There are a variety of surgical treatments for fibroids. The type of treatment depends on a variety of factors including the size, location and number of fibroids, medical history, and childbearing status. Surgeons at the Magee Fibroid Center choose minimally invasive techniques whenever possible.
Myomectomy is procedure that removes visible fibroids from the uterine wall. Myomectomy leaves the uterus in place and may preserve the ability to have children. There are several ways to perform a myomectomy – abdominal, hysteroscopic, or laparoscopic. While a myomectomy may successfully control symptoms, fibroids may grow back after several years.
Laparoscopic myomectomy a minimally invasive procedure performed under general anesthesia, involves inserting a laparoscope near the belly button and making small incisions in the lower abdomen. The fibroids are removed and the uterus is closed using laparoscopic technique. The patient typically goes home the same day; the average recovery time is about two weeks.
Hysteroscopic myomectomy is typically used for removal of fibroids located just under the lining of the uterus, which are protruding into the uterine cavity. The doctor inserts a hysteroscope into the uterus through the cervix and removes the fibroids using special surgical tools fitted to the scope. This is typically an outpatient procedure, and the patient normally returns home the same day.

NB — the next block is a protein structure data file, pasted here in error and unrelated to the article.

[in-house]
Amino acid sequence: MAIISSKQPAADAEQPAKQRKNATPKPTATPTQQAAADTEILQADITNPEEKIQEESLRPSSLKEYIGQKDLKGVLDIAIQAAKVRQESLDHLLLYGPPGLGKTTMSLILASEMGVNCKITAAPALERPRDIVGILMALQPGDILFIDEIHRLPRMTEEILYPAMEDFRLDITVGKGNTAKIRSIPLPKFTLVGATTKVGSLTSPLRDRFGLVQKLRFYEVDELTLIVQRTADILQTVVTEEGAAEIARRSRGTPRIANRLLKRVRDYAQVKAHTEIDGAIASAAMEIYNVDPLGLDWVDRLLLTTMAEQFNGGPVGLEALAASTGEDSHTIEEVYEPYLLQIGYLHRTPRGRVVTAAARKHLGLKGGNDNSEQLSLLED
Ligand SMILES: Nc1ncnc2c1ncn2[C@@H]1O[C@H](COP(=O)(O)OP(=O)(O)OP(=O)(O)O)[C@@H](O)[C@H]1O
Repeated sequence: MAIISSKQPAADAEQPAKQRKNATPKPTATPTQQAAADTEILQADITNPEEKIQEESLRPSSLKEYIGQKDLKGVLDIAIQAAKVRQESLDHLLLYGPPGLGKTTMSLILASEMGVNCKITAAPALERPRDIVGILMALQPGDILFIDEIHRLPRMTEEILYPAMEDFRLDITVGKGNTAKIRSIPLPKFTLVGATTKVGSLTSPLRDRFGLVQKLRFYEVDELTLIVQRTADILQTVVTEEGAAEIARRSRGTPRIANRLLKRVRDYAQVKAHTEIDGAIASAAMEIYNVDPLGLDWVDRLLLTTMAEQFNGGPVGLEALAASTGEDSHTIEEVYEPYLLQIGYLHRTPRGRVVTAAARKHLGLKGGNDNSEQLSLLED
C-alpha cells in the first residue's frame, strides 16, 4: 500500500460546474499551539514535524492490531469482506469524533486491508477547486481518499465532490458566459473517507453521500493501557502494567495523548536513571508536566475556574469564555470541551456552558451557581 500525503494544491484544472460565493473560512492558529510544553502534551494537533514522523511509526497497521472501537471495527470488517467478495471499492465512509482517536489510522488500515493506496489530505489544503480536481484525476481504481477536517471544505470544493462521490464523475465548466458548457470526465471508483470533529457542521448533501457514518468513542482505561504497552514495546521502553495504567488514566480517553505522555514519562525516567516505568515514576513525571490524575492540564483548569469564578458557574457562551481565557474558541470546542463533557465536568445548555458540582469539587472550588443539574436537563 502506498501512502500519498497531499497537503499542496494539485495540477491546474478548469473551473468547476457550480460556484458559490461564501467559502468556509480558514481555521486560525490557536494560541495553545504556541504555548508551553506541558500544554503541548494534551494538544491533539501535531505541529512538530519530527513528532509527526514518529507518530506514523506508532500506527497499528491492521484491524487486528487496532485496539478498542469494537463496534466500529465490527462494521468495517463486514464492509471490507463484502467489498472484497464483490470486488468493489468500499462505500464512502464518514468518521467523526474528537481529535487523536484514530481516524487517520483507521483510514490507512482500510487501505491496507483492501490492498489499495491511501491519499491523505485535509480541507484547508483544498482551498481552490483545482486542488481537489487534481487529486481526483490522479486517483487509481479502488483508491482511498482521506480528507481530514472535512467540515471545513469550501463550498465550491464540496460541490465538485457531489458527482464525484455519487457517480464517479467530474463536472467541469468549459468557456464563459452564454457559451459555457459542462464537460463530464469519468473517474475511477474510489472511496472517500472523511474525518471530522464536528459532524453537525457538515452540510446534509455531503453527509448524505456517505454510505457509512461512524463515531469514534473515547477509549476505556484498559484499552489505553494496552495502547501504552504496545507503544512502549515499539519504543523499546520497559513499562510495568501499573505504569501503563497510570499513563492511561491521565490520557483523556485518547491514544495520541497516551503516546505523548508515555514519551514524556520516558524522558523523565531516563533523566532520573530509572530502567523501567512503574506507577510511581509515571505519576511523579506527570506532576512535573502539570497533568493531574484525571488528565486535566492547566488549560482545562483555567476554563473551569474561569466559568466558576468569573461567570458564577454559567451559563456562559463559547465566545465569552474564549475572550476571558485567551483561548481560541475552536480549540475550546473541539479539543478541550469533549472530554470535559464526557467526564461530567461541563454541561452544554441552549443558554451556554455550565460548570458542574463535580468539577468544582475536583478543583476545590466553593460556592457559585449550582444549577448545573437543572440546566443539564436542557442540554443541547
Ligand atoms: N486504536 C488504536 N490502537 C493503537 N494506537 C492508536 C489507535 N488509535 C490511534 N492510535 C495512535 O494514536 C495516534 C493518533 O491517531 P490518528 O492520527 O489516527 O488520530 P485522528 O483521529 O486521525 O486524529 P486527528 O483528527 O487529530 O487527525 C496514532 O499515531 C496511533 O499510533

Abdominal myomectomy is performed under general anesthesia, and requires an incision in the abdomen to access the uterus. Another incision is made in the uterus to remove the tumor. This procedure requires admission to the hospital.
Hysterectomy is the surgical removal of the uterus. Various techniques are used to remove the uterus, and at times, other reproductive organs. Hysterectomy is usually recommended when the fibroids are causing symptoms, when they have grown rapidly, or when the fibroids are of large size, usually the size of a grapefruit. The advantage of hysterectomy in the treatment of fibroids is that it provides a true "cure.” This option is only for women who are not planning future pregnancies.
In a laparoscopically assisted vaginal hysterectomy (LAVH), a laparoscope is inserted near the belly button through eraser-sized incisions and is used to view the pelvic organs. Surgery is performed through tiny incisions in the abdomen, and the uterus is removed through the vagina. This typically requires only an overnight stay in the hospital.
Vaginal hysterectomy is a less invasive technique for the surgical removal of the uterus; however, some disease processes make the vaginal approach difficult or impossible. During a vaginal hysterectomy, the uterus is removed through the vagina. An abdominal incision is not necessary. A total vaginal hysterectomy (THV) is the removal of the uterus and cervix through the vagina. A total vaginal hysterectomy and bilateral salpinoogpherctomy (TVH-BSO) is the removal of uterus, both fallopian tubes, and ovaries through the vagina. Hospitalization is required for this procedure.
Abdominal hysterectomy is usually recommended if the fibroids are large or if there are other conditions such as large ovarian cysts, extensive endometriosis, or unexplained pelvic pain where the gynecologist needs to closely examine the pelvic organs. With an abdominal hysterectomy, the uterus and, sometimes other pelvic organs, are removed through a surgical incision in the abdomen. An abdominal hysterectomy is the most extensive surgical treatment for fibroids. It typically requires several days in the hospital and several weeks recovery time. There are various types of abdominal hysterectomies depending on the organs that are removed: